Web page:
The Rebels are getting pretty well used up both in the eastern and western departments. I hope the fighting is over but I have but small hopes of getting home before our term of service expires which is only 14 months more. Time flies swiftly and that will soon be at hand. It is very sickly here. The fever and ague is the principal complaint. I have been very healthy this summer. On the march when the other boys were entirely done over I felt well and could march with comparative ease. There was one or two days that the heat affected me so that it was rather hard for me to keep up but it is a wonder that we are not all dead for when out in front of Jackson all we had to eat on half the time was green corn and peaches but I have gained flesh unstead of losing. We have made some big marches for this hot climate, over 20 miles some days, the hot sun pouring down upon us. Some of the times it seemed as though we should melt. Jehiel and I are the toughest of any of the boys from the Run. Several of the others have been sick but are getting better. I hope we shall go North soon for the longer we stay here the more sickly we get. Foster Hill was mortally wounded and lived but a short time. I think about 48 hours. The ball entered his left shoulder near the neck and lodged near the heart. He was lying down when hit. Foster was a good Soldier and is missed by his Company. He was 2nd Sergent and stood a good chance for promotion. I must stop writing for the present for dinner is ready.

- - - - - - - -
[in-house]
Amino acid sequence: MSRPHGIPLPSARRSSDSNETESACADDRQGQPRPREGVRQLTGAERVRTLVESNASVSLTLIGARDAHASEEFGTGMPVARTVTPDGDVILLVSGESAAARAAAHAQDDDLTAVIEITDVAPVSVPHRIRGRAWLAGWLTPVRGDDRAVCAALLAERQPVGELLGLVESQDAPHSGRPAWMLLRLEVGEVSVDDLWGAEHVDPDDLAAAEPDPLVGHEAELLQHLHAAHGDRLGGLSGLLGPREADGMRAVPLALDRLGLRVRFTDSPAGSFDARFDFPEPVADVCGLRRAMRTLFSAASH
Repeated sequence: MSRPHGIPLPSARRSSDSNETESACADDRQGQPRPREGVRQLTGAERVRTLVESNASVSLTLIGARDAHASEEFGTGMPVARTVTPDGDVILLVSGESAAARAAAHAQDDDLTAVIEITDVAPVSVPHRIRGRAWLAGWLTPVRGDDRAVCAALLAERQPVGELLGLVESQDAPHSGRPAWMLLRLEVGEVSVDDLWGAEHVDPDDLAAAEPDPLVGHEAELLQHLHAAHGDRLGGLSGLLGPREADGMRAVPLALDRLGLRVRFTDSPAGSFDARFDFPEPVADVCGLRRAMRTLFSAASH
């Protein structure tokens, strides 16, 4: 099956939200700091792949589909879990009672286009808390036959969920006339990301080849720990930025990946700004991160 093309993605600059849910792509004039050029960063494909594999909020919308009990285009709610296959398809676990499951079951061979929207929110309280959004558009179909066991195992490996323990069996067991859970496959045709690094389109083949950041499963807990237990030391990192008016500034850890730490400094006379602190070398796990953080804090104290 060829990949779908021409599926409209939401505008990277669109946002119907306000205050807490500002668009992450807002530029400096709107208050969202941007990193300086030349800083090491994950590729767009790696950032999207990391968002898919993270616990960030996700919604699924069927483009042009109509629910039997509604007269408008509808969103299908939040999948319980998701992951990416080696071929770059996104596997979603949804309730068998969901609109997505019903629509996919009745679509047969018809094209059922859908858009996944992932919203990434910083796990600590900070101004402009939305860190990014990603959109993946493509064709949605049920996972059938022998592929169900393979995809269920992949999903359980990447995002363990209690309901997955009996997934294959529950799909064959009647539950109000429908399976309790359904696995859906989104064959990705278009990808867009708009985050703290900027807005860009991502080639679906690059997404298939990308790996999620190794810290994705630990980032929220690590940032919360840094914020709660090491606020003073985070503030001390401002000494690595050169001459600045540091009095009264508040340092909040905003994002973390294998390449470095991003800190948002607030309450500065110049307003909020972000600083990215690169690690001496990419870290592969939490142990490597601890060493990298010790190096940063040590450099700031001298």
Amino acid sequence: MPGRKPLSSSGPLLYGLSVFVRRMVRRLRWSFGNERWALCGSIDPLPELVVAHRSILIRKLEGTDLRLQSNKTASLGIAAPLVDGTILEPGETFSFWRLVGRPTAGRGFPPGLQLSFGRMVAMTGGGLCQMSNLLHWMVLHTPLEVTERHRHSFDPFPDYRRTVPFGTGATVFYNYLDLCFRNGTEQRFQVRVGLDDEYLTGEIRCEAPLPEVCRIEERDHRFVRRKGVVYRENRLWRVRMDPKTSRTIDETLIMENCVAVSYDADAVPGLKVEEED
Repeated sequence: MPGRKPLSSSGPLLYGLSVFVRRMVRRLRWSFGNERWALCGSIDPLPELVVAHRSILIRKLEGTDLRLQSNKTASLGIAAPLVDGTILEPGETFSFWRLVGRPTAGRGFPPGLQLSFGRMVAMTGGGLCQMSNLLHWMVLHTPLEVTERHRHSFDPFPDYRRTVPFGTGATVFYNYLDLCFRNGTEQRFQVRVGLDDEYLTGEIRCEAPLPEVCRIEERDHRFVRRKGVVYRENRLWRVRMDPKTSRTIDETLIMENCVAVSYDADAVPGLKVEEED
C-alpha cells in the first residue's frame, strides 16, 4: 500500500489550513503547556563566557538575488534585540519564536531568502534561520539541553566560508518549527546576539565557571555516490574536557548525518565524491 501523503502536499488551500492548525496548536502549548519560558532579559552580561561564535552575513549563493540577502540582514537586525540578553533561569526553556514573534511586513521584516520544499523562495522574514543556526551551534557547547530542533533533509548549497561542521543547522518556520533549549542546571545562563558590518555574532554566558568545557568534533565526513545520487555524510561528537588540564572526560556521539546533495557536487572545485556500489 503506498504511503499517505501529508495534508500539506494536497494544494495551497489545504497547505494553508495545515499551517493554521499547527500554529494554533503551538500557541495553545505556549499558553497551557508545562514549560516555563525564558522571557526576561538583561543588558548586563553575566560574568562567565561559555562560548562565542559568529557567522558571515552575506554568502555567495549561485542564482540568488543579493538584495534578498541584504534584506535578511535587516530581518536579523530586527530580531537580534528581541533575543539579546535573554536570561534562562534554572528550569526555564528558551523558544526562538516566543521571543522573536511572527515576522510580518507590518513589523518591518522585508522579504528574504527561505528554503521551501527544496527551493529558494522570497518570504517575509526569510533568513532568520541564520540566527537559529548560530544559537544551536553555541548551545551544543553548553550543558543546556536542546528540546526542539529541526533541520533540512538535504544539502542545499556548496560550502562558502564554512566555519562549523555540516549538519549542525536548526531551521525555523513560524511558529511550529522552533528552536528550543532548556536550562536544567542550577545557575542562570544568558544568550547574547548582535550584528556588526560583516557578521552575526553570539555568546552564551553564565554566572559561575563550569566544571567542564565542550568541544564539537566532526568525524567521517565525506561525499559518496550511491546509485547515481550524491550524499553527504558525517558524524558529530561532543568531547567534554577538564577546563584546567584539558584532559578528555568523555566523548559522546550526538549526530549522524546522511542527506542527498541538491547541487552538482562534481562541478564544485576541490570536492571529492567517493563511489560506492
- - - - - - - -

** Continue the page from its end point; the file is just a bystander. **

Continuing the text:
After supper and I am seated to finish my letter. After dinner I went out with Walter to get peaches with which this country abounds. we did not get any that were very good. They are gathered by the boys as fast as they ripen. I have no news but what I have already written. The report is that the boats are coming for us. I hope we shall soon get North and would like to get home to help you this fall but I have small hopes. We have been disappointed so many times. They tell me that Luke and Vine ware talking matrimony. Tell Luke to wait until I get back. I want to attend the nuptials. I must close for it is most night. My respects to all hoping that ere long I may meet them at their ever pleasant firesides. You were wrong in thinking I had become estranged. May God see fit to spare me no longer when I cease to think of my parents who have reared me and who are still dear to my heart. Please write often as convenient.

Direct as usual

This from your negligent but ever affectionate Son

J.D. Strait